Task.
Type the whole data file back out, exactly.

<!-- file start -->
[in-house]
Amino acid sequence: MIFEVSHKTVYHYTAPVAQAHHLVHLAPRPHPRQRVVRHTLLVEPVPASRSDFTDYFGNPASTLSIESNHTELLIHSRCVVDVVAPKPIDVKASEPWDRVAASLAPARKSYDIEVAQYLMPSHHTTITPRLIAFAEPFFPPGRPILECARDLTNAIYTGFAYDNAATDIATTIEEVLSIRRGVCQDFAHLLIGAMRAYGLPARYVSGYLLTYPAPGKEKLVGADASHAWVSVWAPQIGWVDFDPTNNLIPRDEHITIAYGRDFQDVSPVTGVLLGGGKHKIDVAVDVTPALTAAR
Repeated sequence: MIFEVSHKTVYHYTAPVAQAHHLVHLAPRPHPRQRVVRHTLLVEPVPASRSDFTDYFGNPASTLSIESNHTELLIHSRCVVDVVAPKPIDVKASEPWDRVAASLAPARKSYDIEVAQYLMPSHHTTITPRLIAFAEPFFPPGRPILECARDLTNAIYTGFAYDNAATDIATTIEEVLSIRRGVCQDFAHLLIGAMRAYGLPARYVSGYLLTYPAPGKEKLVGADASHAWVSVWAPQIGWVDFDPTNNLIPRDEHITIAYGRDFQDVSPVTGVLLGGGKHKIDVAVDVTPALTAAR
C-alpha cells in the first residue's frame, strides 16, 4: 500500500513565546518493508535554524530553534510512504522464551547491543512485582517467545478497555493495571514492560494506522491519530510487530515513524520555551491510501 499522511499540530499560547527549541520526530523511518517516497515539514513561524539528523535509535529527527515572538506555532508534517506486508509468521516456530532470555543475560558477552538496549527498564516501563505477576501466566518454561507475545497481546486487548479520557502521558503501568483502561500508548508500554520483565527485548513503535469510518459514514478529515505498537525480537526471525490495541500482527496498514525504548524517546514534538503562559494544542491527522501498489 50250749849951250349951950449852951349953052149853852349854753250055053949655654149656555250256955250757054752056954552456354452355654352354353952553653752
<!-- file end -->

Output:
[in-house]
Amino acid sequence: MIFEVSHKTVYHYTAPVAQAHHLVHLAPRPHPRQRVVRHTLLVEPVPASRSDFTDYFGNPASTLSIESNHTELLIHSRCVVDVVAPKPIDVKASEPWDRVAASLAPARKSYDIEVAQYLMPSHHTTITPRLIAFAEPFFPPGRPILECARDLTNAIYTGFAYDNAATDIATTIEEVLSIRRGVCQDFAHLLIGAMRAYGLPARYVSGYLLTYPAPGKEKLVGADASHAWVSVWAPQIGWVDFDPTNNLIPRDEHITIAYGRDFQDVSPVTGVLLGGGKHKIDVAVDVTPALTAAR
Repeated sequence: MIFEVSHKTVYHYTAPVAQAHHLVHLAPRPHPRQRVVRHTLLVEPVPASRSDFTDYFGNPASTLSIESNHTELLIHSRCVVDVVAPKPIDVKASEPWDRVAASLAPARKSYDIEVAQYLMPSHHTTITPRLIAFAEPFFPPGRPILECARDLTNAIYTGFAYDNAATDIATTIEEVLSIRRGVCQDFAHLLIGAMRAYGLPARYVSGYLLTYPAPGKEKLVGADASHAWVSVWAPQIGWVDFDPTNNLIPRDEHITIAYGRDFQDVSPVTGVLLGGGKHKIDVAVDVTPALTAAR
C-alpha cells in the first residue's frame, strides 16, 4: 500500500513565546518493508535554524530553534510512504522464551547491543512485582517467545478497555493495571514492560494506522491519530510487530515513524520555551491510501 499522511499540530499560547527549541520526530523511518517516497515539514513561524539528523535509535529527527515572538506555532508534517506486508509468521516456530532470555543475560558477552538496549527498564516501563505477576501466566518454561507475545497481546486487548479520557502521558503501568483502561500508548508500554520483565527485548513503535469510518459514514478529515505498537525480537526471525490495541500482527496498514525504548524517546514534538503562559494544542491527522501498489 50250749849951250349951950449852951349953052149853852349854753250055053949655654149656555250256955250757054752056954552456354452355654352354353952553653752